Viennese Coffeehouse In U.S.

We should all thank Austria's capital for comfortable chairs and Wi-Fi

Long before there were roadside diners and Starbucks, and long before Seinfeld and Friends glorified coffee shop culture, there was Vienna. The city, sure, but also its coffee houses.

Records peg the advent of Vienna's (and possibly Europe's) first true coffee shop to the late 1600s. In 1683, after the culmination of a 150-year war with the Ottoman Empire, some enterprising locals opened coffee shops using beans left behind by the Turkish army—or so the story goes.

In the ensuing decades, Vienna's coffee shops became social hubs where artists, politicians and merchants would congregate to discuss issues of the day. A few hundred years later, that communal atmosphere remains the essence of a Viennese coffee shop, and it's something that countless others around the world have since adopted, whether they knew the significance or not.

The aspects of a traditional Viennese café begin with the space itself. Think comfortable chairs, conversation-friendly nooks and a stay-all-day approach that values leisure over impersonal grab-and-go utility. The coffee is often served on a board or a tray, with a side of sparkling water and a small cookie. More substantial fare might include a few of Austria's favorite snacks, like the apple strudel, Linzer torte (a crumbly pastry) and Sacher torte (a dense chocolate cake with apricot glaze and chocolate icing that's usually served with whipped cream). And somewhere between food and drink is the eiskaffee, which combines coffee with vanilla ice cream.

One of the first stateside locales to embrace Vienna's coffee heritage was Café Sabarsky, which opened in 2001 at the Neue Galerie in New York, a museum dedicated to Austrian and German art. Drawing inspiration straight from the source—from furniture to food—the café serves all manner of Austrian specialties.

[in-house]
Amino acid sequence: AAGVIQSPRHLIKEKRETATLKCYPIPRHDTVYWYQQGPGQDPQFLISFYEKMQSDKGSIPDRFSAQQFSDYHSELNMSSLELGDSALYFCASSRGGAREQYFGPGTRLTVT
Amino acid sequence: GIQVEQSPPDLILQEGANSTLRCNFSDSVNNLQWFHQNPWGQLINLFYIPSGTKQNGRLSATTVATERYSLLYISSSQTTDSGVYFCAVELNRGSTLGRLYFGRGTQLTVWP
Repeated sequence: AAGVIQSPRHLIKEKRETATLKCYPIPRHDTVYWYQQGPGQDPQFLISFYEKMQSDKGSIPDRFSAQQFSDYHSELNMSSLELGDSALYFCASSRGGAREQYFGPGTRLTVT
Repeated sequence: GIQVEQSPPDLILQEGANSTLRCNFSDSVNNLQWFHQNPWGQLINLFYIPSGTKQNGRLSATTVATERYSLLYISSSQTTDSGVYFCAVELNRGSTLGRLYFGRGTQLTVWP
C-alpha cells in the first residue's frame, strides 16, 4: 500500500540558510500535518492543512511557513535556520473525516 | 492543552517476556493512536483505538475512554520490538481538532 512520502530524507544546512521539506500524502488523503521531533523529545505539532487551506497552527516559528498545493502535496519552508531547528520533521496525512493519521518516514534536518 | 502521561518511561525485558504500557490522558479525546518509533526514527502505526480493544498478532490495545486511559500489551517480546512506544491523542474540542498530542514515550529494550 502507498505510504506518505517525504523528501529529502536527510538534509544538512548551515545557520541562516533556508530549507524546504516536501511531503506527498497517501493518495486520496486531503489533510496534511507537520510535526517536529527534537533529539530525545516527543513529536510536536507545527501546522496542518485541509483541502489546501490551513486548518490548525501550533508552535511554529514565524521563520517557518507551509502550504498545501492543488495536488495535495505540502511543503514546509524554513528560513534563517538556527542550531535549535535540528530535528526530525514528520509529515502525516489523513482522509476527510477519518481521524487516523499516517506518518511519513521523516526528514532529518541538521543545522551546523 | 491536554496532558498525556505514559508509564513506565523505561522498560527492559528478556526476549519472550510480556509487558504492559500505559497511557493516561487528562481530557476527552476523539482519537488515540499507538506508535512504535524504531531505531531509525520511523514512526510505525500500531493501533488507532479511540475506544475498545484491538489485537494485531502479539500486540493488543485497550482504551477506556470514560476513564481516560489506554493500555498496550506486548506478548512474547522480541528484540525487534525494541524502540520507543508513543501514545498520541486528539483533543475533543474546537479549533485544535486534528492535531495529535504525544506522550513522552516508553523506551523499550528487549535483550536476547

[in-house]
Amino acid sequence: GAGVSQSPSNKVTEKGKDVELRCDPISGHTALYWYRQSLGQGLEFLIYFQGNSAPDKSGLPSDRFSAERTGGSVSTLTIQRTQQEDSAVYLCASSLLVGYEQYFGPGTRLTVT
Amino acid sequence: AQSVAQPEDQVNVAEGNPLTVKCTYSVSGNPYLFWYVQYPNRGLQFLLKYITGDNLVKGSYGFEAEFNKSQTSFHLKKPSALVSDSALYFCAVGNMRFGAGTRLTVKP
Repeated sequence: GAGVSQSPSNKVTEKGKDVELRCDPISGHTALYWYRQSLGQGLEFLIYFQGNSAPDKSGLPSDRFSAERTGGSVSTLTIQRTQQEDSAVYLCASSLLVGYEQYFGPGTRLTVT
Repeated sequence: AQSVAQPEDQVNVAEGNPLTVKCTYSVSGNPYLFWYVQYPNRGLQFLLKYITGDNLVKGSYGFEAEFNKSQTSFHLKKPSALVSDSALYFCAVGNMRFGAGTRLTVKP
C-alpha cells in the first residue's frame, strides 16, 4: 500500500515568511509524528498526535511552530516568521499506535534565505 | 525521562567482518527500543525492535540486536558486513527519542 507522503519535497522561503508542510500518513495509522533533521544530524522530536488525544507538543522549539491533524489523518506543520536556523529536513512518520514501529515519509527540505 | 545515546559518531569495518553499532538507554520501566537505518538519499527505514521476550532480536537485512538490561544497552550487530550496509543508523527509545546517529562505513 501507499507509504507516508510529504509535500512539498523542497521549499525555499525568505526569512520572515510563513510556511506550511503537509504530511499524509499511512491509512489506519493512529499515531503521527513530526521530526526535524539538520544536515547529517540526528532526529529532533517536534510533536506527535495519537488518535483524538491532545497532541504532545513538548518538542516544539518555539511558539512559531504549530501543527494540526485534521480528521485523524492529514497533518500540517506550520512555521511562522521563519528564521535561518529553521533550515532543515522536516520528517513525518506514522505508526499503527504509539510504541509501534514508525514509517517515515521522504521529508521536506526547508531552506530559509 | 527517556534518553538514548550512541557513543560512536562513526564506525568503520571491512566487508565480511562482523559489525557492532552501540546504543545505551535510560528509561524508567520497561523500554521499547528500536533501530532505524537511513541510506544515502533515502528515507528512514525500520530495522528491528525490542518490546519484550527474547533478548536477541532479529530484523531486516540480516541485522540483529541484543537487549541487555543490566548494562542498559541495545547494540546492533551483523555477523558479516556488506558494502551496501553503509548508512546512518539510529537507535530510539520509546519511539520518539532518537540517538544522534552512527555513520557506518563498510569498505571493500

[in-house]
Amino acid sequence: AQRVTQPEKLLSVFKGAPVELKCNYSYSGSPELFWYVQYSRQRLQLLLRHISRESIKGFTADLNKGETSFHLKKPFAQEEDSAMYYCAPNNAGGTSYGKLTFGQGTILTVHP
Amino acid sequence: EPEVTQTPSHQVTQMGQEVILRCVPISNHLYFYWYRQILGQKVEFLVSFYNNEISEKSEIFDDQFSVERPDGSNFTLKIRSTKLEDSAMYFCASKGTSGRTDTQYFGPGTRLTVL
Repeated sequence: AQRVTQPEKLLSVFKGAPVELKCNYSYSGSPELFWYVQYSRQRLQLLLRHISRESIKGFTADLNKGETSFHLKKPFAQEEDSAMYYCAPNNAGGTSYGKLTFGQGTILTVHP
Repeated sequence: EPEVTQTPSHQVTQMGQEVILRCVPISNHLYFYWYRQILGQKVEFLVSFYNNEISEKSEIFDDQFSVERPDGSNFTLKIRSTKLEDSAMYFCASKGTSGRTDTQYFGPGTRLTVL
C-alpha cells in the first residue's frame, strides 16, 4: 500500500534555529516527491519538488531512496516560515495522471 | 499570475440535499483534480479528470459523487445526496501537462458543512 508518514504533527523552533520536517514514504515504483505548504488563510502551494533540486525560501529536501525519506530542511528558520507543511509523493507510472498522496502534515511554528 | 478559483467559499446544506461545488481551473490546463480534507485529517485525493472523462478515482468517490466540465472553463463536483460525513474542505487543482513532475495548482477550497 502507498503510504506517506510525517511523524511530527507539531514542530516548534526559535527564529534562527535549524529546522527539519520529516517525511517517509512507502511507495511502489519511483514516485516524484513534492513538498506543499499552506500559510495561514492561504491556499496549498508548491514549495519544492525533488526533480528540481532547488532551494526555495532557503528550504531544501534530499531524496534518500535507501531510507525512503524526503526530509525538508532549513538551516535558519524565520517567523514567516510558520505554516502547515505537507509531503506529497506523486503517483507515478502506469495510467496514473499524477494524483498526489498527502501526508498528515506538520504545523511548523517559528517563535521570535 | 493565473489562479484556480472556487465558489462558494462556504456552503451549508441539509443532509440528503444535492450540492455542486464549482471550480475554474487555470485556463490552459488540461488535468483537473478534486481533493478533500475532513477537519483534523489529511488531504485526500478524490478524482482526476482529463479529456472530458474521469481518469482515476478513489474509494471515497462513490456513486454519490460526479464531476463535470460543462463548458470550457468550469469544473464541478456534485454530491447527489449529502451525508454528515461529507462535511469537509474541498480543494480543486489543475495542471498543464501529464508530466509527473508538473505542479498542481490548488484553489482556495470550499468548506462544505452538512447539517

Then there's Julius Meinl, an Austrian institution dating back to 1862 that first landed in America in 2002, when the brand opened an outpost in Chicago. To ensure the concept translated perfectly, the company even built the café's furniture and fixtures in Vienna then shipped them to Chicago.

More recent additions include Otto's Coffee and Fine Foods, the newest concept at Dallas's The Adolphus. The grand European-inspired hotel opened in 1912, with Otto's arriving just last month. But the two fit together seamlessly, with the well-designed coffee shop firmly announcing itself as the first Viennese coffee shop in Dallas.

"The style, layout, seating areas and overall comfort of the shop itself are in the Viennese style," Anthony Cournia, general Manager of food and beverage operations at The Adolphus, says. "It's less about speed and getting people in and out. The ambiance, music and vibe are all meant to keep people here."

The former Chicago resident credits Julius Meinl and Café Sabarsky as important muses. "Of course, I also looked to the OGs in Vienna for inspiration, gaining that from Café Central and Café Sacher—the origin of the Sacher torte."

Otto's serves its coffee on a tray with a chocolate sablé cookie and house-charged water. The tortes and strudels are there, as is the eiskaffee. You can—and should—get a waffle dusted with pearl sugar. It's made right behind the counter while you wait, and then wrapped in parcel paper with a string and is less sweet than you'd think. But perhaps even more telling than the coffee and the traditional food is the atmosphere. Swing through Otto's on a weekday morning, and you'll find the place busy and buzzing—tables filled with downtown workers and hotel guests engaged in conversation—with no one in any hurry to leave.

"We're not doing something super progressive here," Cournia says. "We're sticking with the origin of the coffee shop concept. It's worked for hundreds of years."

Kevin Gray is a Dallas-based food, drinks and travel writer. Follow his adventures on Twitter and Instagram.